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“The whole point of using these options is they are rotational, so we can grow the whole 20ha of each one, or we can grow none of it. We just claim for what we have done.

“For example, there are three marshes here that lay wet in the winter. They are building up a bit of a grass weed problem with ryegrass and bromes which is becoming more expensive to control, which is making a crop less viable. They usually have wheat, but due to the delights of last autumn, they didn’t get drilled and went into spring barley last year, which actually did well. So depending on what happens they will either end up as spring barley next year or they will go into the stewardship scheme. Essentially it is like having another crop.”

Mr Pickering said that decision will be taken after Christmas, when he can choose whether the conditions are right for a barley crop, or whether to take advantage of the guaranteed income and later planting date of a stewardship option.

READ MORE: Farm swaps food crops for grassland and glamping to sustain its futureAbby Maynard, an environmental consultant in the Norwich office of Brown and Co who advises the farm, said stewardship options are increasingly being seen as a soil-enriching break crop which helps farms meet their environmental goals.

“With the two-year legume fallow, we can take land out of production for two years with a guaranteed income and the following crop benefits from the increase in organic matter and nitrogen locked in the soil by the legumes,” she said. “The way in which we utilise the schemes has come quite a long way since the beginning of stewardship, where it was more centred on awkward areas.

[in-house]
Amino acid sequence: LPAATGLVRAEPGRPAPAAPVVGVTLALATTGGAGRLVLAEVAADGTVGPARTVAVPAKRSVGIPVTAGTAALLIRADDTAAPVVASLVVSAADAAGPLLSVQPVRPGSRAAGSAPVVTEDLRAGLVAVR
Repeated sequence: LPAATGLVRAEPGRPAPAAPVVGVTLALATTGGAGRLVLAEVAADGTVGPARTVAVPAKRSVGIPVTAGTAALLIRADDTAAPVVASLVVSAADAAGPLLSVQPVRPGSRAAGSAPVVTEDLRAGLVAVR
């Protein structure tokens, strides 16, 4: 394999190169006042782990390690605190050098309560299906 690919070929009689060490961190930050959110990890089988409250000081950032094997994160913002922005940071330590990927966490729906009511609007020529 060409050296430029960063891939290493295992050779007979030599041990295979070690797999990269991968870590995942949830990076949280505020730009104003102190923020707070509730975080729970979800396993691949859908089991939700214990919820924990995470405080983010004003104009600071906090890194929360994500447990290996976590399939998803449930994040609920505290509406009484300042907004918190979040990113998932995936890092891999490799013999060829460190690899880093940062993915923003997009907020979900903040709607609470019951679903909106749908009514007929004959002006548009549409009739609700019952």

“They (Defra) are talking about Tier One of ELMS being the Sustainable Farming Incentive so it will be interesting to see whether break crops and increasing organic matter will actually come into that Tier One as sustainable farming rather than Tier Two which may be more about biodiversity improvement and similar to Countryside Stewardship as we know it.

“As well as delivering financially, it (the-two year legume fallow) can deliver so many ecosystem services – in terms of improved aesthetics, delivering pollen and nectar sources, soil and water protection and carbon capture potential.

“The way Countryside Stewardship is set up, there are also non-rotational options which are a five-year commitment – in this case we have the buffer strips which are next to the ditches, some aspects of hedgerow management and maintaining historic farm buildings in a traditional style, those are things we cannot back out of. But then you have the rotational options that you can change your mind on.

“Through the design of ELMS, Defra would be wise to further facilitate the use of widespread flexible rotational options in order to allow the farming community to adapt and respond to changes in climate and the global economy.”